This idealistic wartime fantasy was one of the strangest films to be released during the glory years of Ealing Studios. Until recently it was also one of the hardest to see. Adapted by JB Priestley from his own stage play, it follows nine characters - among them a sailor, a charlady, an aristocrat, a businessman and a barmaid - drawn to the gates of a mysterious city. We have only their accounts to tell us what lies within: either an earthly paradise of equality and collective endeavour, or a hell in which individualism, personal profit and social status are cast aside.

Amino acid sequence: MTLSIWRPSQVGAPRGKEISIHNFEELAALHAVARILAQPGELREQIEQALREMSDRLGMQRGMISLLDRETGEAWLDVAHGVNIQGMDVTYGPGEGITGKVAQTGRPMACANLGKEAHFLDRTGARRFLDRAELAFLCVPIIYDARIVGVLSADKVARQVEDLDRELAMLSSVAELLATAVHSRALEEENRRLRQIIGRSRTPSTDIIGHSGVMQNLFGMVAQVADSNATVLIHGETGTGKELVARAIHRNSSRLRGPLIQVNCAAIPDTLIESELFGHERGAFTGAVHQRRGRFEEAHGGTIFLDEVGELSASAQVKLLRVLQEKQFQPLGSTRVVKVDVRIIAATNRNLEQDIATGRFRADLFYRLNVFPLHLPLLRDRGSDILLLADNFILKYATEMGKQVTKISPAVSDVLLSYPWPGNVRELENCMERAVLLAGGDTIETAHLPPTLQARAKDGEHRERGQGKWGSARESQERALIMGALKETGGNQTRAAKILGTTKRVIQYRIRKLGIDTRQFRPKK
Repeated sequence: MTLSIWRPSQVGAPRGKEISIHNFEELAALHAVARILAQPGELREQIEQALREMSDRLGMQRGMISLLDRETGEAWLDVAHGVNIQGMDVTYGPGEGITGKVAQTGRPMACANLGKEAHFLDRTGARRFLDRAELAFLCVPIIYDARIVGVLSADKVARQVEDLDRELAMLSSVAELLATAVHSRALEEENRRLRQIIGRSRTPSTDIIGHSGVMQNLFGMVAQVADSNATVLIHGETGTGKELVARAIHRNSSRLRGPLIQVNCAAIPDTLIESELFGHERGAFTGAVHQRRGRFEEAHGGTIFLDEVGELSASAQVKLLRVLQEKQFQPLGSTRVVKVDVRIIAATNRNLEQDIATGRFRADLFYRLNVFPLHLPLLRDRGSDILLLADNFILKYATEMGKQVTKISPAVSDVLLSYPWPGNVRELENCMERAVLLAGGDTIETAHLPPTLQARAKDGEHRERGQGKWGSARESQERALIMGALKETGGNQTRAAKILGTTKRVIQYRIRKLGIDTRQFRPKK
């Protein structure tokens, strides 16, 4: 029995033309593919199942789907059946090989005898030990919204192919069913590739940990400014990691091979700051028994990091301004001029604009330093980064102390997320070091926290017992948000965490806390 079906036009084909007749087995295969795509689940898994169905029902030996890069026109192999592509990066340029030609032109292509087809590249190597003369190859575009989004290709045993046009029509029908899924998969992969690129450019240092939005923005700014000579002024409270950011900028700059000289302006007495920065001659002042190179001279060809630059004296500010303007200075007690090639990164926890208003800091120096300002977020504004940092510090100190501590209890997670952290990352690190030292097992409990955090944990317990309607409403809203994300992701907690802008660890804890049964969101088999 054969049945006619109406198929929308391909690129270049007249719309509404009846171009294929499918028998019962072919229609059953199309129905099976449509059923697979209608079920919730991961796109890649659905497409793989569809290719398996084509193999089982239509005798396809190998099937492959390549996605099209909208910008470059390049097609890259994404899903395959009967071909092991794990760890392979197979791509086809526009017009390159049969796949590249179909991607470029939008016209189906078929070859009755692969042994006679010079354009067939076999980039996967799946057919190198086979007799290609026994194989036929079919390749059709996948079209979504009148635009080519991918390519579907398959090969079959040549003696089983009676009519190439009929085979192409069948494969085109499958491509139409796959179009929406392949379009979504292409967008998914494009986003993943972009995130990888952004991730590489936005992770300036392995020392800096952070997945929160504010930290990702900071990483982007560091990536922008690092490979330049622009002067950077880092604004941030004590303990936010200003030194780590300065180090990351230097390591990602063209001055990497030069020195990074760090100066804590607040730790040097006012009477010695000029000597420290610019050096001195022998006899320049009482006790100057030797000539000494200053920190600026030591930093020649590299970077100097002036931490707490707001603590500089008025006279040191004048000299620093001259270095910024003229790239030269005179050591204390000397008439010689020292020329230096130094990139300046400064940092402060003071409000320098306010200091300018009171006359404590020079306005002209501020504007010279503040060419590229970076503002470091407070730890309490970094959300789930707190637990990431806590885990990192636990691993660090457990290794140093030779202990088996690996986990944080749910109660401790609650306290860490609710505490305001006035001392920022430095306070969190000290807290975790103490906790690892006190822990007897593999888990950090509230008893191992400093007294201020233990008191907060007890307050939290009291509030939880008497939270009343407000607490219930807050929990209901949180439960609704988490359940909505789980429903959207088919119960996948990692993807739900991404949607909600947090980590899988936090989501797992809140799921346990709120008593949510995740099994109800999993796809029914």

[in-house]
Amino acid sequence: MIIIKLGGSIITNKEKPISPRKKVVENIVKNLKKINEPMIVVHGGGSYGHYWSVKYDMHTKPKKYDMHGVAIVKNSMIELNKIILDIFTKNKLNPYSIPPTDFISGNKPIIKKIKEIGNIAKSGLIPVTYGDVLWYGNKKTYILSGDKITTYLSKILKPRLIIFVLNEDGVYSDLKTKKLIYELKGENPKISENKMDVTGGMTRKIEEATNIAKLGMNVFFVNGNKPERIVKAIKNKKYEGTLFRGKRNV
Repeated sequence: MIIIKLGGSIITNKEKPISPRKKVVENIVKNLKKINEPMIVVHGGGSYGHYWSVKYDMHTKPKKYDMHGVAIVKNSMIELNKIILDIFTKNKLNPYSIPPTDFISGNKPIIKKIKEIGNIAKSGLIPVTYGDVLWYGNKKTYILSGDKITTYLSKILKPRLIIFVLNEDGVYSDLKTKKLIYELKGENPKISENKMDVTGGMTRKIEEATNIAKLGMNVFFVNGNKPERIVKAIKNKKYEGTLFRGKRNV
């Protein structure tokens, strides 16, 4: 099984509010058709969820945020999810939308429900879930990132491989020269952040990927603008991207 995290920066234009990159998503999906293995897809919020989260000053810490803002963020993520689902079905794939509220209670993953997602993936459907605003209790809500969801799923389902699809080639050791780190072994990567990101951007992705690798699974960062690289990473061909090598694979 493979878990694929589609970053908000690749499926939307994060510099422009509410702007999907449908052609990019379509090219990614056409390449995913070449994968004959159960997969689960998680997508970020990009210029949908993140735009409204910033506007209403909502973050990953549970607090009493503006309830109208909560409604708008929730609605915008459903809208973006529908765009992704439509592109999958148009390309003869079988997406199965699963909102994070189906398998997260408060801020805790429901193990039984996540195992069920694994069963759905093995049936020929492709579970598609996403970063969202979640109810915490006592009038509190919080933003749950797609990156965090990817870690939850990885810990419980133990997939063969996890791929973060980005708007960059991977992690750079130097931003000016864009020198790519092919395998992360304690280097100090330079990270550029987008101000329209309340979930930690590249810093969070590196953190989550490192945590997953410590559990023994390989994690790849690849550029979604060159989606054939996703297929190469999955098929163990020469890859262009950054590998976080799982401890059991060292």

Schematic and portentous, to be sure - but heartfelt and surprisingly fun, too - They Came to a City is a fascinating product of the tail-end of WWII, when Britain was asking itself what kind of a country it wanted to be once the peace was won. It's directed with conviction by the prolific Basil Dearden, and features Ealing regulars John Clements, Raymond Huntley, Ralph Michael and the great Googie Withers; Priestley himself appears in the framing sequence.